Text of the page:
Wednesday, June 30, 2010
Don't forget that the Fed gave Jindal 6,000 National Guard troops, he still has only used 1,053. We just cited a CBS News report on this in our post Saturday, here's the link . And those sand berms he's so pissed about? Turns out they would do more harm than good. Here's the post we did citing a story in the LA Times.
Meanwhile, a new report shows that Louisiana is second only to Mississippi in percentage of population living under the poverty line. Almost %20 of our fellow Louisiana citizens live in poverty. Check the study here. Meet the new boss, same as the old boss.
Photo by Arete 13
Tuesday, June 29, 2010
Monday, June 28, 2010
In other news, the "Cajun Navy" has reassembled. I think their last mission was helping rescue folks stranded in NOLA, during the Katrina aftermath. Now, they're using barges to block oil from entering into sensitive shrimp and oyster beds. National Public Radio ran this story about the efforts of Louisiana locals to save their coastline, and their livelihoods.
Elsewhere, there's more shenanigans from Gov. Bobby Jindal. He vetoed a bill that would allow public access to records detailing the state's response to the BP glug. So much for transparency. Read this account by The Washington Monthly.
And finally, for those who desire a wallop of human suffering to start their week, the Associated Press ran this article by reporters, Janet McConnaughey and Mitch Stacy, about the mounting psychological toll on Gulf Coast residents. Read it here. It's about what you'd think it would be. And it's very depressing.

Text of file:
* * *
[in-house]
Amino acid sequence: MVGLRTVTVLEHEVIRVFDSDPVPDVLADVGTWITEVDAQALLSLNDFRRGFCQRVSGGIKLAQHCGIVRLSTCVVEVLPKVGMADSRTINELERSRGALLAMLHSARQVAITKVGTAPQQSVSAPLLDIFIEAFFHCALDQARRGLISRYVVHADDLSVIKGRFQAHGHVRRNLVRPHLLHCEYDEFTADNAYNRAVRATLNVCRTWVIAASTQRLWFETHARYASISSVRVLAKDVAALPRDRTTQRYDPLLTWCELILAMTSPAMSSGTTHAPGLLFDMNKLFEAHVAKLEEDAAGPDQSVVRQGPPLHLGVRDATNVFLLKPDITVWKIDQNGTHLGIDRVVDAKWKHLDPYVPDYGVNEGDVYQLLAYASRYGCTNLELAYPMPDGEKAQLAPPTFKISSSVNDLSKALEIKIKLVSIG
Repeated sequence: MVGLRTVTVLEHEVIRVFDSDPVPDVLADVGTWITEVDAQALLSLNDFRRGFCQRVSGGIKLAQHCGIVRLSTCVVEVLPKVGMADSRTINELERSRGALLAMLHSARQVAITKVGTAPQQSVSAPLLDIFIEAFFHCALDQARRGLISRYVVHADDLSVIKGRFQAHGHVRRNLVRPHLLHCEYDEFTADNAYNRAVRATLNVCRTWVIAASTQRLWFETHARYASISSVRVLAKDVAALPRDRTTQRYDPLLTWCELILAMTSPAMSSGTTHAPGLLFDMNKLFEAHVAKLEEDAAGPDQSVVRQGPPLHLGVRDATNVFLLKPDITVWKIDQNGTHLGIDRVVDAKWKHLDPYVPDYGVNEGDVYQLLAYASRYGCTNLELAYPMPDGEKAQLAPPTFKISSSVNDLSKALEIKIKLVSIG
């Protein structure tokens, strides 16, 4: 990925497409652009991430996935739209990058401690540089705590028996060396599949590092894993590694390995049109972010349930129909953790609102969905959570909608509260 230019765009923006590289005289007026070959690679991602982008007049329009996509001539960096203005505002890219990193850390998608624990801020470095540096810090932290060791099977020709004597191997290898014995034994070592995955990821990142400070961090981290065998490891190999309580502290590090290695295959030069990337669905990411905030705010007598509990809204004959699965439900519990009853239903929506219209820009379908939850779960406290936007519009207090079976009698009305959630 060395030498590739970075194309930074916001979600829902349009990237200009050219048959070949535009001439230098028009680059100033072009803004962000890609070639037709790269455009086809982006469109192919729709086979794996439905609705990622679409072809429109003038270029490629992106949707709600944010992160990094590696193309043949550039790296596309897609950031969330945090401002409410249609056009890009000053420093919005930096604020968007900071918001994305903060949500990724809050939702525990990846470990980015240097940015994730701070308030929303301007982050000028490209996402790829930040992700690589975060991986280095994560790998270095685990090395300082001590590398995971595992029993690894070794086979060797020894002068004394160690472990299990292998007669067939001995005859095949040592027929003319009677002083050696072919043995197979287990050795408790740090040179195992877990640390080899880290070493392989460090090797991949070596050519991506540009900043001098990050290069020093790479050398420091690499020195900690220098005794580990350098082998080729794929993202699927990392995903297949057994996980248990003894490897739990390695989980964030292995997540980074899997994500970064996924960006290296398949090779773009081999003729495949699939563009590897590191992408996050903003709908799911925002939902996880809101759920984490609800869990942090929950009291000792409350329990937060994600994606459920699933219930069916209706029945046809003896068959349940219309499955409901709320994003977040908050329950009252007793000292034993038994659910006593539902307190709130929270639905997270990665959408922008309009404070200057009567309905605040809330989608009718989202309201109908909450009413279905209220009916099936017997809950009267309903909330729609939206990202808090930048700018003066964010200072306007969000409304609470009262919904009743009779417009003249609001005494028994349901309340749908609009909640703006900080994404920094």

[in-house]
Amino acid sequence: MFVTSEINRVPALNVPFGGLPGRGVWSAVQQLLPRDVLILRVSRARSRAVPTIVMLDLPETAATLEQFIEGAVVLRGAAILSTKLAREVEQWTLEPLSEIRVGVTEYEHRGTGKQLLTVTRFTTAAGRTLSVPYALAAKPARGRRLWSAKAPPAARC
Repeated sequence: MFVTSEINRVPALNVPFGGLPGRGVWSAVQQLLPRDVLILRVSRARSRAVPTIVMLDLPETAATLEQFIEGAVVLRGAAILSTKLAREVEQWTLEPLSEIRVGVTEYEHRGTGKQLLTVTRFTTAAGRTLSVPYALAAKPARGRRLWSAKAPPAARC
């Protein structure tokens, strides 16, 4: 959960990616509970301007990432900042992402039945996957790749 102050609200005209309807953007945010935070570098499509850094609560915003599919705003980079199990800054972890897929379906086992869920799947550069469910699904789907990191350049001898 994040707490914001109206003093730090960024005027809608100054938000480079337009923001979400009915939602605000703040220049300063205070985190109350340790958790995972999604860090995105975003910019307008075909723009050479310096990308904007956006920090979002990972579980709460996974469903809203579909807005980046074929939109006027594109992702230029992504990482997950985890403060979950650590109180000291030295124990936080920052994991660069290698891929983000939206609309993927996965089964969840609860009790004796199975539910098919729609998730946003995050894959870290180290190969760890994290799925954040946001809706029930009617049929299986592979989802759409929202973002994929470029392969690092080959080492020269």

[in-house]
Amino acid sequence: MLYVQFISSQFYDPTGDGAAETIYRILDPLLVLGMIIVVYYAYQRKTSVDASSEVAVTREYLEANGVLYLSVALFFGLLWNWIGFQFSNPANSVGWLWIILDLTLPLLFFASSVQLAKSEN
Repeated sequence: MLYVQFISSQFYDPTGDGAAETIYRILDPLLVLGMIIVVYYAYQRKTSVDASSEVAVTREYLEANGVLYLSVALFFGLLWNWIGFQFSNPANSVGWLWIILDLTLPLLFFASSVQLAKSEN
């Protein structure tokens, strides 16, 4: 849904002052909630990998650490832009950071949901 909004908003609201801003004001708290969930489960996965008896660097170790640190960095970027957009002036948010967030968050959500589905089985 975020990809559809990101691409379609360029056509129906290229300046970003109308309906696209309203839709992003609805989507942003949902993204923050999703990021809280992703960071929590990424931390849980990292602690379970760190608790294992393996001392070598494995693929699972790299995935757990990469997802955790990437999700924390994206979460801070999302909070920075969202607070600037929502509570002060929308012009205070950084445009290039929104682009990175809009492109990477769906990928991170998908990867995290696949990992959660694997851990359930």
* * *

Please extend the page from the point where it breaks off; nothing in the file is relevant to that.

Saturday, June 26, 2010
Friday, June 25, 2010
Thursday, June 24, 2010
Enter the "Mimosa Dancing Girls". They are here to remind BP, that fishermen, after they fish, often enjoy a beverage whilst engaging in cultural studies of the female form....at da strip club. But if they ain't no fish, they ain't no fishermen...thus the employees of the Mimosa strip club ain't getting paid. They have filed a claim for lost wages with BP.
Newly appointed BP claim czar, Kenneth Feinberg, says, he was born in the night time, but not last night, a mantra he is sure to repeat ad nausem, for the next couple of decades.
"I’m dubious about that claim. I’m very dubious about that claim,” Feinberg said. “But I don’t want to prejudge any individual claim and I think we will study this and decide how attenuated claims can be that will be eligible or ineligible for compensation under this independent facility.”
Read the article here at George Stephanopoulos' blog, dimly titled, George's Bottom Line.
Wednesday, June 23, 2010
I'm curious if any folks from Vermilion parish have had similar problems. If so, please email us or leave a comment on this post.
And yet, here comes the Whore Monger to bail me out with a story only he could provide. Matthew Mosk and Brian Ross report for ABC News that Sen. David Vitter has a longtime staffer who pleaded guilty in 2008 to attacking his then girlfriend with a knife. Bad, but not Vitter bad yet. The aide, Brent Furer, has been assigned by the senator to oversee women's issues. There, Vitter bad...and all wrapped up with a bow. There's more, like the fact that Furer still has an open DUI warrant in Baton Rouge, and has had repeated brushes with the law since the 1990's.
The attack on Furer's girlfriend was particularly brutal and the victim required medical attention. Here are some details of the attack taken from the police report and included in the ABC Story: